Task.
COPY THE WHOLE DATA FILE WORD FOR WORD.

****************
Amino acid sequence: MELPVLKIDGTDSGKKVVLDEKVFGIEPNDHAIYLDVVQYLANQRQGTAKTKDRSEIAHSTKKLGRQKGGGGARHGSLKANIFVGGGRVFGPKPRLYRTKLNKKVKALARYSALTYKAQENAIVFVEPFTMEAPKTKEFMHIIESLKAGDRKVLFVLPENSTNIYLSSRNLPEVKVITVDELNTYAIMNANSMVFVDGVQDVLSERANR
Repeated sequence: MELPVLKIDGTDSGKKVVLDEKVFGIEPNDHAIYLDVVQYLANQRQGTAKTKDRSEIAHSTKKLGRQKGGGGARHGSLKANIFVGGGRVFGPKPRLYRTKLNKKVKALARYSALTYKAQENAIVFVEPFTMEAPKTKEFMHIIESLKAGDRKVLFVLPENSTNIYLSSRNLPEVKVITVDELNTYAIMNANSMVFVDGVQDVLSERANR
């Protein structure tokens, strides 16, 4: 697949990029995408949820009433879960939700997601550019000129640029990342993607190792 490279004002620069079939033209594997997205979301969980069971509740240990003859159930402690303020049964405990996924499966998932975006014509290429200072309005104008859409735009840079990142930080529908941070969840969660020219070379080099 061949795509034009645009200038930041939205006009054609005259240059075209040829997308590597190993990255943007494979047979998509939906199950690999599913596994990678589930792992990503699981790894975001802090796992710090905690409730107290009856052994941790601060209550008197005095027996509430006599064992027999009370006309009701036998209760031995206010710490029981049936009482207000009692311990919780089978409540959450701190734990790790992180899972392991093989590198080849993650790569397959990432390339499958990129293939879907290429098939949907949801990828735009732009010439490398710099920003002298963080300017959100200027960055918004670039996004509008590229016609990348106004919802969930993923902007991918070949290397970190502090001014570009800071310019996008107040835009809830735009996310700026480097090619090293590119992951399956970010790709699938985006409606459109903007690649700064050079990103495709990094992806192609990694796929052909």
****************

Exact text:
Amino acid sequence: MELPVLKIDGTDSGKKVVLDEKVFGIEPNDHAIYLDVVQYLANQRQGTAKTKDRSEIAHSTKKLGRQKGGGGARHGSLKANIFVGGGRVFGPKPRLYRTKLNKKVKALARYSALTYKAQENAIVFVEPFTMEAPKTKEFMHIIESLKAGDRKVLFVLPENSTNIYLSSRNLPEVKVITVDELNTYAIMNANSMVFVDGVQDVLSERANR
Repeated sequence: MELPVLKIDGTDSGKKVVLDEKVFGIEPNDHAIYLDVVQYLANQRQGTAKTKDRSEIAHSTKKLGRQKGGGGARHGSLKANIFVGGGRVFGPKPRLYRTKLNKKVKALARYSALTYKAQENAIVFVEPFTMEAPKTKEFMHIIESLKAGDRKVLFVLPENSTNIYLSSRNLPEVKVITVDELNTYAIMNANSMVFVDGVQDVLSERANR
């Protein structure tokens, strides 16, 4: 697949990029995408949820009433879960939700997601550019000129640029990342993607190792 490279004002620069079939033209594997997205979301969980069971509740240990003859159930402690303020049964405990996924499966998932975006014509290429200072309005104008859409735009840079990142930080529908941070969840969660020219070379080099 061949795509034009645009200038930041939205006009054609005259240059075209040829997308590597190993990255943007494979047979998509939906199950690999599913596994990678589930792992990503699981790894975001802090796992710090905690409730107290009856052994941790601060209550008197005095027996509430006599064992027999009370006309009701036998209760031995206010710490029981049936009482207000009692311990919780089978409540959450701190734990790790992180899972392991093989590198080849993650790569397959990432390339499958990129293939879907290429098939949907949801990828735009732009010439490398710099920003002298963080300017959100200027960055918004670039996004509008590229016609990348106004919802969930993923902007991918070949290397970190502090001014570009800071310019996008107040835009809830735009996310700026480097090619090293590119992951399956970010790709699938985006409606459109903007690649700064050079990103495709990094992806192609990694796929052909």